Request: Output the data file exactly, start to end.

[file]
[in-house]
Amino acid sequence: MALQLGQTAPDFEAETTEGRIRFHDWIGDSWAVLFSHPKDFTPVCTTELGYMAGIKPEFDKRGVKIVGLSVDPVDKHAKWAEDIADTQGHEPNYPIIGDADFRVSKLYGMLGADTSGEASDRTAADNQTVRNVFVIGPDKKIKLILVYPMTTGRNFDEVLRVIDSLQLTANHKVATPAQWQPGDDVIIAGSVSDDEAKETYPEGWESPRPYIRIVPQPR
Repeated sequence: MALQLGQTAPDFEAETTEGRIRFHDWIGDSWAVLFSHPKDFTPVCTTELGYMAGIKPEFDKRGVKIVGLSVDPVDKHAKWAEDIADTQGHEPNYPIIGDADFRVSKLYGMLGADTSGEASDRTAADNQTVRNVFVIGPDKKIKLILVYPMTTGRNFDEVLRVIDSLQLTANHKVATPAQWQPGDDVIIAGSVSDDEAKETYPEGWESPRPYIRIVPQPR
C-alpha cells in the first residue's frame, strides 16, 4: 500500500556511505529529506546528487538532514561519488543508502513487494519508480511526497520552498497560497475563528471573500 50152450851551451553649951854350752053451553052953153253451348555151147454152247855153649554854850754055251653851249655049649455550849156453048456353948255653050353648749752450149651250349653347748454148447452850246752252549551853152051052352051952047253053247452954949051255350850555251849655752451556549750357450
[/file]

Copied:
[in-house]
Amino acid sequence: MALQLGQTAPDFEAETTEGRIRFHDWIGDSWAVLFSHPKDFTPVCTTELGYMAGIKPEFDKRGVKIVGLSVDPVDKHAKWAEDIADTQGHEPNYPIIGDADFRVSKLYGMLGADTSGEASDRTAADNQTVRNVFVIGPDKKIKLILVYPMTTGRNFDEVLRVIDSLQLTANHKVATPAQWQPGDDVIIAGSVSDDEAKETYPEGWESPRPYIRIVPQPR
Repeated sequence: MALQLGQTAPDFEAETTEGRIRFHDWIGDSWAVLFSHPKDFTPVCTTELGYMAGIKPEFDKRGVKIVGLSVDPVDKHAKWAEDIADTQGHEPNYPIIGDADFRVSKLYGMLGADTSGEASDRTAADNQTVRNVFVIGPDKKIKLILVYPMTTGRNFDEVLRVIDSLQLTANHKVATPAQWQPGDDVIIAGSVSDDEAKETYPEGWESPRPYIRIVPQPR
C-alpha cells in the first residue's frame, strides 16, 4: 500500500556511505529529506546528487538532514561519488543508502513487494519508480511526497520552498497560497475563528471573500 50152450851551451553649951854350752053451553052953153253451348555151147454152247855153649554854850754055251653851249655049649455550849156453048456353948255653050353648749752450149651250349653347748454148447452850246752252549551853152051052352051952047253053247452954949051255350850555251849655752451556549750357450